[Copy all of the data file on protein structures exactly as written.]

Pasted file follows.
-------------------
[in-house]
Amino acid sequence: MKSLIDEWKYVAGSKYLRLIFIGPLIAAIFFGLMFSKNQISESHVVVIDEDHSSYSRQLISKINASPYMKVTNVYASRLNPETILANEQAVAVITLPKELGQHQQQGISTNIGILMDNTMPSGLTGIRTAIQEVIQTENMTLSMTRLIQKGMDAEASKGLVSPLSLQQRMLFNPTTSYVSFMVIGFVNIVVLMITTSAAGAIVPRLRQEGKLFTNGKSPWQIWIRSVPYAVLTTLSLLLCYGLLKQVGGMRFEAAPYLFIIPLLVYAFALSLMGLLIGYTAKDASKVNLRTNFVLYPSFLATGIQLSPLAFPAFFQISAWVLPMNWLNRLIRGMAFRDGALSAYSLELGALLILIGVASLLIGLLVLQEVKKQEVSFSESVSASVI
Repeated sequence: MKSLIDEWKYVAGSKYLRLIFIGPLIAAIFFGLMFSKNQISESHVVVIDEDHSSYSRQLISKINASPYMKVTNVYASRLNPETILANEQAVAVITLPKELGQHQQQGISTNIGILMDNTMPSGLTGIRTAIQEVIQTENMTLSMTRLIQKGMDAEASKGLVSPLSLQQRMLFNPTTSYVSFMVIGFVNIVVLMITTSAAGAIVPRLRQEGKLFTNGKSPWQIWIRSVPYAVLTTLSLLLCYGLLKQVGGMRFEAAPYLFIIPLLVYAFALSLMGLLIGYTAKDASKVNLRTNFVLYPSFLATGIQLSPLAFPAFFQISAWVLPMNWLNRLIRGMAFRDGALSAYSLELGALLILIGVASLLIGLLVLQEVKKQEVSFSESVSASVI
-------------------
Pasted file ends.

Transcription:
[in-house]
Amino acid sequence: MKSLIDEWKYVAGSKYLRLIFIGPLIAAIFFGLMFSKNQISESHVVVIDEDHSSYSRQLISKINASPYMKVTNVYASRLNPETILANEQAVAVITLPKELGQHQQQGISTNIGILMDNTMPSGLTGIRTAIQEVIQTENMTLSMTRLIQKGMDAEASKGLVSPLSLQQRMLFNPTTSYVSFMVIGFVNIVVLMITTSAAGAIVPRLRQEGKLFTNGKSPWQIWIRSVPYAVLTTLSLLLCYGLLKQVGGMRFEAAPYLFIIPLLVYAFALSLMGLLIGYTAKDASKVNLRTNFVLYPSFLATGIQLSPLAFPAFFQISAWVLPMNWLNRLIRGMAFRDGALSAYSLELGALLILIGVASLLIGLLVLQEVKKQEVSFSESVSASVI
Repeated sequence: MKSLIDEWKYVAGSKYLRLIFIGPLIAAIFFGLMFSKNQISESHVVVIDEDHSSYSRQLISKINASPYMKVTNVYASRLNPETILANEQAVAVITLPKELGQHQQQGISTNIGILMDNTMPSGLTGIRTAIQEVIQTENMTLSMTRLIQKGMDAEASKGLVSPLSLQQRMLFNPTTSYVSFMVIGFVNIVVLMITTSAAGAIVPRLRQEGKLFTNGKSPWQIWIRSVPYAVLTTLSLLLCYGLLKQVGGMRFEAAPYLFIIPLLVYAFALSLMGLLIGYTAKDASKVNLRTNFVLYPSFLATGIQLSPLAFPAFFQISAWVLPMNWLNRLIRGMAFRDGALSAYSLELGALLILIGVASLLIGLLVLQEVKKQEVSFSESVSASVI